Over the next few weeks we will be highlighting award-winning projects and ideas from this year's Core77 Design Awards 2012! For full details on the project, jury commenting and more information about the awards program, go to Core77DesignAwards.com
- Model Machine
- Designer: Bernhard Ranner
- Location: University for Applied Arts, Vienna
- Category: Equipment
- Award: Student Runner-Up
In addition to sketches and renderings, designers often need to have "real" models to judge the ergonomics, haptics and functionality of their work. Larger companies tend to be the only ones that can afford to have a full-fledged model shop. Model Machine fills this void for the smaller offices and startups.
How did you learn that you had been recognized by the jury?
Actually I read the mail in the middle of the night—still in the office working... I'm currently working at EOOS on the Bill an Melinda Gates Foundation funded project "Reinvent the Toilet Challenge." We'll go to Seattle with our Mockup in a few days and present our design for a sanitation solution in developing countries.
What's the latest news or development with your project?
Last year, 100% of my time went into the Reinvent the Toilet Challenge. If we win the challenge and get funding for the next project phase, it doesn't look so good for the model machine, but if not, I'll approach to some potential industry partners and see if I can convince one of them to develop this product.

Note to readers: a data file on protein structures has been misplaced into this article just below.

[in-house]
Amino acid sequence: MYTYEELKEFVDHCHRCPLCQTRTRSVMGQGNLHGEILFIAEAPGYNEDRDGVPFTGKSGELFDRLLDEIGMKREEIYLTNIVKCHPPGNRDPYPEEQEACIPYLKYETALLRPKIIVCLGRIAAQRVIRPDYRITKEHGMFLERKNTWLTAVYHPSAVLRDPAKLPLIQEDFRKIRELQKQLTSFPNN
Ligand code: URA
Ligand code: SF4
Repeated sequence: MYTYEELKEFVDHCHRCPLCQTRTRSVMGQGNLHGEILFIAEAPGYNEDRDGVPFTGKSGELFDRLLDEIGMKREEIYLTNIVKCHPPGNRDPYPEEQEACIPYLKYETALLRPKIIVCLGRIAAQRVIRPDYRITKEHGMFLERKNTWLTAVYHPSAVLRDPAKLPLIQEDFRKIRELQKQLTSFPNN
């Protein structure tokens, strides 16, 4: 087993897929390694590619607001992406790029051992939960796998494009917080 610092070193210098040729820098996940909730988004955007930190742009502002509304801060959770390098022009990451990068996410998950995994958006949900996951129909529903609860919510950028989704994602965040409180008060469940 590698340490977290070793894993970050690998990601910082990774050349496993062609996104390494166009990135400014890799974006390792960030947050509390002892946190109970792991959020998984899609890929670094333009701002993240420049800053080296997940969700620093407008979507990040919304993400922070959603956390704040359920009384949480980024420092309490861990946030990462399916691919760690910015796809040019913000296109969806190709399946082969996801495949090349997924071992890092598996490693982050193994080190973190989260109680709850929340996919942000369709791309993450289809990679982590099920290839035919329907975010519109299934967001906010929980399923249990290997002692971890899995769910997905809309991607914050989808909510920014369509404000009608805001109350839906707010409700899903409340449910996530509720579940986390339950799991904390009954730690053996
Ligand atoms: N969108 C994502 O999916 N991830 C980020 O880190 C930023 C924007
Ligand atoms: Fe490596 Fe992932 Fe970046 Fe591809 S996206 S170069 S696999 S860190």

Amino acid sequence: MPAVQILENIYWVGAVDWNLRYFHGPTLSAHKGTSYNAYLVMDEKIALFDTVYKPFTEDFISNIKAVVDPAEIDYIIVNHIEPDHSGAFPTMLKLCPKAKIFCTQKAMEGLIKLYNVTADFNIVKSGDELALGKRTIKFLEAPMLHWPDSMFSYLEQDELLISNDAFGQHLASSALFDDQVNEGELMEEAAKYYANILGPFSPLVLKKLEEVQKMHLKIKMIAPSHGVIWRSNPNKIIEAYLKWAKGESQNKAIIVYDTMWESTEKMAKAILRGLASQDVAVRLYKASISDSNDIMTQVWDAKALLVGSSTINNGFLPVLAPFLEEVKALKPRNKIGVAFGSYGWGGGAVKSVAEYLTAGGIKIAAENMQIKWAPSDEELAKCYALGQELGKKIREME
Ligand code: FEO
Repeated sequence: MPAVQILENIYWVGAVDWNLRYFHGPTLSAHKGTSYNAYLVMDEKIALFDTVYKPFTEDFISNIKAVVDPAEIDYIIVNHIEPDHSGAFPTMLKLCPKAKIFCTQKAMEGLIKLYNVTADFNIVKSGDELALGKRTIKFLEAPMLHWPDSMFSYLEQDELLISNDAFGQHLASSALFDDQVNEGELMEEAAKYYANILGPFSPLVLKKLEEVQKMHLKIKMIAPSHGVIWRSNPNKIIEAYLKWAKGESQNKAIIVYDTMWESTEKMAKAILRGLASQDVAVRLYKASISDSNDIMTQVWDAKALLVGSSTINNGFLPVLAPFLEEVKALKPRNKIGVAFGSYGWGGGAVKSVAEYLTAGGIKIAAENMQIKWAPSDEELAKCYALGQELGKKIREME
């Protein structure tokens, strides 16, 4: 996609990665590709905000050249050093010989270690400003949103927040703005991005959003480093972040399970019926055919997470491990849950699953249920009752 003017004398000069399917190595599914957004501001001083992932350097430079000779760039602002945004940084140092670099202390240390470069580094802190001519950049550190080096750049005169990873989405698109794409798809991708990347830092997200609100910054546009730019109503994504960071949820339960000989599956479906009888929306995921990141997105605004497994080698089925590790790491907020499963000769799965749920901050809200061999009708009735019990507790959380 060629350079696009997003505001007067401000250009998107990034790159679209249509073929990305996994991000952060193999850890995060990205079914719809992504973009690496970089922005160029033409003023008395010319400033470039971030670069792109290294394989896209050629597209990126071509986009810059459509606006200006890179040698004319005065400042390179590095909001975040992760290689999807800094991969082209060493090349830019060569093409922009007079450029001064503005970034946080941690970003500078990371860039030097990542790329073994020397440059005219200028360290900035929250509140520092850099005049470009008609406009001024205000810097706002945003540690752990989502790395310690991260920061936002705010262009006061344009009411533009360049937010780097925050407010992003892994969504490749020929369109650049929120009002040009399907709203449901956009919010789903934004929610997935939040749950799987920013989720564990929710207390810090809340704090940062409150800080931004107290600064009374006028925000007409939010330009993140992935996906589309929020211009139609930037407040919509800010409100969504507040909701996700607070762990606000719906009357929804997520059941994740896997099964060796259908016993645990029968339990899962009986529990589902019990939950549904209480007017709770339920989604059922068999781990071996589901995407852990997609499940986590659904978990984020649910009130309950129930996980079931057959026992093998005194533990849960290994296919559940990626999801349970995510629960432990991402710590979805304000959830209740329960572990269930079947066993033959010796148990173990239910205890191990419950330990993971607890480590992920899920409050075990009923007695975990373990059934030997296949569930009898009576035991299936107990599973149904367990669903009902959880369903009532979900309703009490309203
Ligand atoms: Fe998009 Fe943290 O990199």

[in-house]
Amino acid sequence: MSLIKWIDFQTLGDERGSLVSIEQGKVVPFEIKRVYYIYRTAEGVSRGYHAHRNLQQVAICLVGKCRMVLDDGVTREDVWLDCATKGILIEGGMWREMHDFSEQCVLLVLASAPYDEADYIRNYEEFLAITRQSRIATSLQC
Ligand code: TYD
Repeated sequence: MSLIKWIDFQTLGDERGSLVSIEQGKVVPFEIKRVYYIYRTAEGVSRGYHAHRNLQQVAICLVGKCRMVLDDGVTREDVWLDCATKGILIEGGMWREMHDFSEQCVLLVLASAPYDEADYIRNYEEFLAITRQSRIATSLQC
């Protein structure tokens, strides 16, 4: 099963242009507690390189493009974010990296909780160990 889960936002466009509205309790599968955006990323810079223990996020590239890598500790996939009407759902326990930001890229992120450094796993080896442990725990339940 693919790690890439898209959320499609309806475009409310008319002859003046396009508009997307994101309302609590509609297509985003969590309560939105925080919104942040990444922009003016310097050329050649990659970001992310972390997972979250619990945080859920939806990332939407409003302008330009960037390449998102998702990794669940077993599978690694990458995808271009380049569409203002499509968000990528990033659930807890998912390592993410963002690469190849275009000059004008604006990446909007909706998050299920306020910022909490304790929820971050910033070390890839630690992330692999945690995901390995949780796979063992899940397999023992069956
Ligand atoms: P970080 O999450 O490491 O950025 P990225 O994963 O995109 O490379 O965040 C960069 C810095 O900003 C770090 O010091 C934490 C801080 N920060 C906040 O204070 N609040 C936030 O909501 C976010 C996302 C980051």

What is one quick anecdote about your project?
Oh so many... for instance: in the final model building phase while CNC-milling the parts for the scale model, the machine stopped working. Turned out the stepper motor controller of my CNC machine died. On the weekend. In the night. No chance to get replacement parts. I was terrified. In a brave McGyver-ish stunt I hacked together a controller from a discarded Xerox machine that actually worked better than the original controller.
What was an "a-ha" moment from this project?
At some point when the function-principles were figured out I thought that I should now start to actually "design" the machine. It took me several unsuccessful approaches to realize that it already had quite a strong design language and would better be left the way it was.